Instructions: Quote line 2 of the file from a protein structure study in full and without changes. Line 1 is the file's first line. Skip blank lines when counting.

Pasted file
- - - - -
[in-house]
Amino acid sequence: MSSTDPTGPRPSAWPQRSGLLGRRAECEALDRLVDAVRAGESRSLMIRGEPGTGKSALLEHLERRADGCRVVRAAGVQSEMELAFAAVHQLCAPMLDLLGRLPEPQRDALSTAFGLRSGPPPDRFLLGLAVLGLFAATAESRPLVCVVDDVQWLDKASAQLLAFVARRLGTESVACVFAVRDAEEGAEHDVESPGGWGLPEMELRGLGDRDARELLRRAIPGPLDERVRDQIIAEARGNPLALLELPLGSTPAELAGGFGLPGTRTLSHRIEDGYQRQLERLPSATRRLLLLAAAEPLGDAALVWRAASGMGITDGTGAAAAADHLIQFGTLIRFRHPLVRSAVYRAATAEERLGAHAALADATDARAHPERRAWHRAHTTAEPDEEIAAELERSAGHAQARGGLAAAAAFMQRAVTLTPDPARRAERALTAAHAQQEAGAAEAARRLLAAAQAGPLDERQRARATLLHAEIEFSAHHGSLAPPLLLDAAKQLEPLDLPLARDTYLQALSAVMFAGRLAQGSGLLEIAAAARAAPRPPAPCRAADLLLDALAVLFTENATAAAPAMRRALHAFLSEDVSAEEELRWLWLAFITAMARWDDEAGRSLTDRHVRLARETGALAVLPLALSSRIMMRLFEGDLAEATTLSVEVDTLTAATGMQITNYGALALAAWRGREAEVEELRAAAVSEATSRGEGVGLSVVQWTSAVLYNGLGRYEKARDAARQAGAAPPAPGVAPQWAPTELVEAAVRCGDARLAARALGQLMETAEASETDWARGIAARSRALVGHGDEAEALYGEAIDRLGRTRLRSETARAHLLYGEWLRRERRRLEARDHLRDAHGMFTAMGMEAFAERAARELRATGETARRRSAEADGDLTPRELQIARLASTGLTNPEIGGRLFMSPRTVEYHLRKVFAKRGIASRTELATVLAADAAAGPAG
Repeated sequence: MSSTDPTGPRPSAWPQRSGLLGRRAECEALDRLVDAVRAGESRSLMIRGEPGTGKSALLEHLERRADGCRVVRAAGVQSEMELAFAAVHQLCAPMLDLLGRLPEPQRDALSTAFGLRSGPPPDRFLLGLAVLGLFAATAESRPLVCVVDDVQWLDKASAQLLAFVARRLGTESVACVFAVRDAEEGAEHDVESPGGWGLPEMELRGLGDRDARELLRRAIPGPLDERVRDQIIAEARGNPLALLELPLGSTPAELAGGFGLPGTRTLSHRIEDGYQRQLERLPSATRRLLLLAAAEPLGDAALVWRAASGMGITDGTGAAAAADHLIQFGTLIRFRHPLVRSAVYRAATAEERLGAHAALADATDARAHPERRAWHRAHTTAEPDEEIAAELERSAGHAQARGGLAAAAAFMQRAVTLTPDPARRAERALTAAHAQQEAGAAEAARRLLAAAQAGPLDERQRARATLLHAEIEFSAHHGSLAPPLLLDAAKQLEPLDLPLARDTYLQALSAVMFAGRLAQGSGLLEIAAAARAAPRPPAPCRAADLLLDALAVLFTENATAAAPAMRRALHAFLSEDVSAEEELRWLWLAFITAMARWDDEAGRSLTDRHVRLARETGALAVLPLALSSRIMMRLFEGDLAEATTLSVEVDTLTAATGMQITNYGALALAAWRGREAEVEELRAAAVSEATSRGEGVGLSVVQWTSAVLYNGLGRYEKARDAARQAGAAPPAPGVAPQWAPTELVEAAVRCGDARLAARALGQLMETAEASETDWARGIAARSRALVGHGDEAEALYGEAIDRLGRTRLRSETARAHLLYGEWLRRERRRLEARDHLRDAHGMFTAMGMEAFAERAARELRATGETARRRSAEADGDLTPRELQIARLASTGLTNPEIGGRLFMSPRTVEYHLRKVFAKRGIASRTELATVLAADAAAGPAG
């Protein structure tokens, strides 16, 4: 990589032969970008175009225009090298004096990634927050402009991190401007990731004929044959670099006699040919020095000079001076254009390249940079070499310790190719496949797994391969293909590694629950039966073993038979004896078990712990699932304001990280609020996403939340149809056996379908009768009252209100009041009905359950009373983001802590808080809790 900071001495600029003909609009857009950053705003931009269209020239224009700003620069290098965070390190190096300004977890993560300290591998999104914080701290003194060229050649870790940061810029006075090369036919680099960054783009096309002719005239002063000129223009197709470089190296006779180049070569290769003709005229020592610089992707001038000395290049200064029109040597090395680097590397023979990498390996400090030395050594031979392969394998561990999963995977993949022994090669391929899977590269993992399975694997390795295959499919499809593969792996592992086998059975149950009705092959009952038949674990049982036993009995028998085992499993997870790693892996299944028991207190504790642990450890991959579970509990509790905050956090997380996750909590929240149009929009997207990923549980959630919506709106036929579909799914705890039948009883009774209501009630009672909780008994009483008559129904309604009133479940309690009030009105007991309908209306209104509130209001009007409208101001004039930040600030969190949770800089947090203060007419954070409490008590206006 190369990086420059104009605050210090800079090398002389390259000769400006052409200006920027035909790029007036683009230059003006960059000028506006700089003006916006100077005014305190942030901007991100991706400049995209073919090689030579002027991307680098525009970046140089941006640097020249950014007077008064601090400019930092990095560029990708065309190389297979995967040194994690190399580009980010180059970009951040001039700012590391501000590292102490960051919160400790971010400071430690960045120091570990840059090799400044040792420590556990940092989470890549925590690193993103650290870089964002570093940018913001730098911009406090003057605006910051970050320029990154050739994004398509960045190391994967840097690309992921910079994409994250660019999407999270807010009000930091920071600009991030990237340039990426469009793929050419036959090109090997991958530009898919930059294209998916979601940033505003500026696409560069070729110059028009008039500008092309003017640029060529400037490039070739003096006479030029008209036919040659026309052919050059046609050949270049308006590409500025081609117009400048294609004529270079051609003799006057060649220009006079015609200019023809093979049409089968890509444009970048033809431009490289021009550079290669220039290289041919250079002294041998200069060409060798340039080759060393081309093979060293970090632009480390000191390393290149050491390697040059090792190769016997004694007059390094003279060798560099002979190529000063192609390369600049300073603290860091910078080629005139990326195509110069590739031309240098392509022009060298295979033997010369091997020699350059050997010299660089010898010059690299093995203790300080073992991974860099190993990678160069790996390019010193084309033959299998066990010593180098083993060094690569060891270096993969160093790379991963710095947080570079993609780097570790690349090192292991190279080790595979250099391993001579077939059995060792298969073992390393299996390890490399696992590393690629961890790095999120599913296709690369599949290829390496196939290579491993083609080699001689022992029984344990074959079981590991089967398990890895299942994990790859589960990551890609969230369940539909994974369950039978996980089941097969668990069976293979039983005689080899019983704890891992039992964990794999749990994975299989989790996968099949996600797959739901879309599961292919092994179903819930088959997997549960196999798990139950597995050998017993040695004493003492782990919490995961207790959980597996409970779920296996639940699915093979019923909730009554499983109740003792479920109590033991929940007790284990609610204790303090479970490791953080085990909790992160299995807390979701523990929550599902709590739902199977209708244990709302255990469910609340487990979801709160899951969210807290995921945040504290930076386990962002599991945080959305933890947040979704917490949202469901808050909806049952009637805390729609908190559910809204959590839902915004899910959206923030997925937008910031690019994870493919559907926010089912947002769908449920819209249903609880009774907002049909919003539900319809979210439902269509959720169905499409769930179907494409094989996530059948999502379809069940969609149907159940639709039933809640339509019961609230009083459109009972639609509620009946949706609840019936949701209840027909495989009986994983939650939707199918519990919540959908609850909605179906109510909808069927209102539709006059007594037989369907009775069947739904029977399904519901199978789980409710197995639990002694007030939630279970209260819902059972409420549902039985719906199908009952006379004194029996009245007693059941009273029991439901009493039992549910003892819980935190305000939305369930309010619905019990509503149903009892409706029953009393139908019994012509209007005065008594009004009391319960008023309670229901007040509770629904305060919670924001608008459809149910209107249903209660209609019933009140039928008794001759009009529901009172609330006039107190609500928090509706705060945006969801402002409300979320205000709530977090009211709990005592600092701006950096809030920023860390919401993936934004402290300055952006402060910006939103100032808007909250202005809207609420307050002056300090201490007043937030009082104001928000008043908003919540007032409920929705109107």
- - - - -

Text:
Amino acid sequence: MSSTDPTGPRPSAWPQRSGLLGRRAECEALDRLVDAVRAGESRSLMIRGEPGTGKSALLEHLERRADGCRVVRAAGVQSEMELAFAAVHQLCAPMLDLLGRLPEPQRDALSTAFGLRSGPPPDRFLLGLAVLGLFAATAESRPLVCVVDDVQWLDKASAQLLAFVARRLGTESVACVFAVRDAEEGAEHDVESPGGWGLPEMELRGLGDRDARELLRRAIPGPLDERVRDQIIAEARGNPLALLELPLGSTPAELAGGFGLPGTRTLSHRIEDGYQRQLERLPSATRRLLLLAAAEPLGDAALVWRAASGMGITDGTGAAAAADHLIQFGTLIRFRHPLVRSAVYRAATAEERLGAHAALADATDARAHPERRAWHRAHTTAEPDEEIAAELERSAGHAQARGGLAAAAAFMQRAVTLTPDPARRAERALTAAHAQQEAGAAEAARRLLAAAQAGPLDERQRARATLLHAEIEFSAHHGSLAPPLLLDAAKQLEPLDLPLARDTYLQALSAVMFAGRLAQGSGLLEIAAAARAAPRPPAPCRAADLLLDALAVLFTENATAAAPAMRRALHAFLSEDVSAEEELRWLWLAFITAMARWDDEAGRSLTDRHVRLARETGALAVLPLALSSRIMMRLFEGDLAEATTLSVEVDTLTAATGMQITNYGALALAAWRGREAEVEELRAAAVSEATSRGEGVGLSVVQWTSAVLYNGLGRYEKARDAARQAGAAPPAPGVAPQWAPTELVEAAVRCGDARLAARALGQLMETAEASETDWARGIAARSRALVGHGDEAEALYGEAIDRLGRTRLRSETARAHLLYGEWLRRERRRLEARDHLRDAHGMFTAMGMEAFAERAARELRATGETARRRSAEADGDLTPRELQIARLASTGLTNPEIGGRLFMSPRTVEYHLRKVFAKRGIASRTELATVLAADAAAGPAG